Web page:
Mr. Speaker, when you look at the issue of money, the salaries that are earned in this country by those in the parastatals, it is painful indeed. We had a workshop at the Rainbow Towers where we were taught about taxation by ZIMRA officials. A question was posed on how much Mr. Gershem Pasi earned? He said there was no problem with his salary. When we looked at his salary, we found that he earned US$310 000. Mr. Speaker, all of us at Parliament can be paid from that money and some change left.

As Parliament, we have a representative function and an oversight function. Through our various committees, we should do our work fully. Our committees or the Chairpersons of these committees should not be threatened at our various political parties. We should do our work in a clear and transparent manner without fear or favour. For us to have such powers to do so, there should be a stop on this issue of the provision of adequate fuel supply for Parliament throughout the life of Parliament.

This idea of there being fuel for one week and the next week there is no fuel will lead to apathy. This apathy in the attendance of hon. members will then breed corruption. The Committee should be empowered to call anyone they would want to seek evidence from, whether private sector or parastatals. Any person that is called by the committees, the committees should be resourced to go out and do investigations without any difficulties.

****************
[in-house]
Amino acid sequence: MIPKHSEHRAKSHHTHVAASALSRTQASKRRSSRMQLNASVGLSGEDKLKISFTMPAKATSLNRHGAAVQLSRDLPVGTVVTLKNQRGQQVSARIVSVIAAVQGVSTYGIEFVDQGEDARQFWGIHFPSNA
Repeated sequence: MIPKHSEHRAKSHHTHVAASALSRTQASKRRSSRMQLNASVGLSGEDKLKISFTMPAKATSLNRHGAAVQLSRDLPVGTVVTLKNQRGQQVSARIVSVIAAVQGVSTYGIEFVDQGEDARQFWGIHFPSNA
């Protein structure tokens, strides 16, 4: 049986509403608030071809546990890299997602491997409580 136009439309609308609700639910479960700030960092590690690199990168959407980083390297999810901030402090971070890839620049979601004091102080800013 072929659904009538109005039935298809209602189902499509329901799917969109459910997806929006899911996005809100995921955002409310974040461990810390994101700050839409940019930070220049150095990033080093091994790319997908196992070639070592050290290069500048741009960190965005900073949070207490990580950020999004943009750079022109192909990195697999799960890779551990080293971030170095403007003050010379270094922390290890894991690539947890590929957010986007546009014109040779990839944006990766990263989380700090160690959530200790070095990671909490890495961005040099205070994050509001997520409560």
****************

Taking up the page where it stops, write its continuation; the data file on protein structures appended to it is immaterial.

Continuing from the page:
Furthermore, there should be adequate power to show that the people who are being called before the committees do not give excuses, for example, ill health. Mr. Speaker, we call Mr. Mupingu to appear before the Committee on Local Government, he says, this week I am ill, the same with the following week, that should be addressed. This is an example that I am giving, I am not saying this is the actual state of the affairs.